Since January, the French have been mobilizing to counter a greatly unpopular pension reform, experienced as a real injustice by workers and future retirees. While the unions and the opposition have been particularly offensive in preventing the adoption of the pension reform, nothing could stop the executive, determined to get the law passed at all costs. After weeks of negotiations, it was finally the Elders who had the last word by having the pension reform validated in the den of the Constitutional Council. From now on, many questions arise in particular on the application of the text. Discover one of the unintended consequences of the reform.

With the implementation of the pension reform, scheduled for September 1, an entire generation will be impacted by the lowering of the legal retirement age. The passage from 62 to 64 years is, in fact, part of the major measures decreed by the text, in parallel with the increase in the duration of insurance. A choice that is not without concern for seniors, who already see their survival in the job market being considerably hampered by competition and the economic decisions taken by companies.

It is in this complicated context that the government wanted to submit the creation of a senior index, as well as the prospect of a permanent contract also devoted to the employment of future retirees. Thus envisaged, the CDI seniors could, therefore, promote the employment of the oldest or guarantee an adjustment of their schedules at the end of their career. The senior index, meanwhile, would be used to promote and encourage the employment of the over 55s in France. Companies should therefore communicate on the employability rate of employees over the age of 55.

According to the Minister of the Economy, only 56% of 55-64 year olds are still working. Faced with a particularly worrying senior employment rate, the pension reform should logically accompany a return to employment for older workers. With a legal age now raised to 64, those over 55 will have the obligation to find work to accumulate missing quarters and above all to reach the threshold set for retirement.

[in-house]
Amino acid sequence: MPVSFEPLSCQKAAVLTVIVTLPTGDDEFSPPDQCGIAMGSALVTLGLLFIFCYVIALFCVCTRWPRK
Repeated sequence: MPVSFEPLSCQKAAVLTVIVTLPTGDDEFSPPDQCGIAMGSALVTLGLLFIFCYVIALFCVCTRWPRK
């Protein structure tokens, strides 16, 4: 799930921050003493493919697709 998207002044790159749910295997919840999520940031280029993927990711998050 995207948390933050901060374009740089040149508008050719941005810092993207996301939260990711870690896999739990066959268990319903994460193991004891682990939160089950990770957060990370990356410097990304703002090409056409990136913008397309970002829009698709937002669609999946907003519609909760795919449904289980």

In these complex perspectives, the employment of young graduates also stands out as a real question. Is there not a risk of a traffic jam between the oldest and the youngest seeing the light of day, but also of preventing a smoother rotation of jobs between generations?

For Stéphanie Villers, macro-economist and advisor to PwC France, this is a false question. She also recalls the bitter failure of early retirement, which did not make it possible to unblock access to employment by, on the contrary, increasing the unemployment rate.

As notified by 20 minutes, the director of the Higher Institute of Labor, Bernard Vivier, goes in his direction by explaining that “when seniors retire, it does not give work to young people”. Consequently, the professions held by the youngest and the oldest do not have the same functions or the same responsibilities. It will therefore be necessary to observe this phenomenon in detail from the next school year to be sure.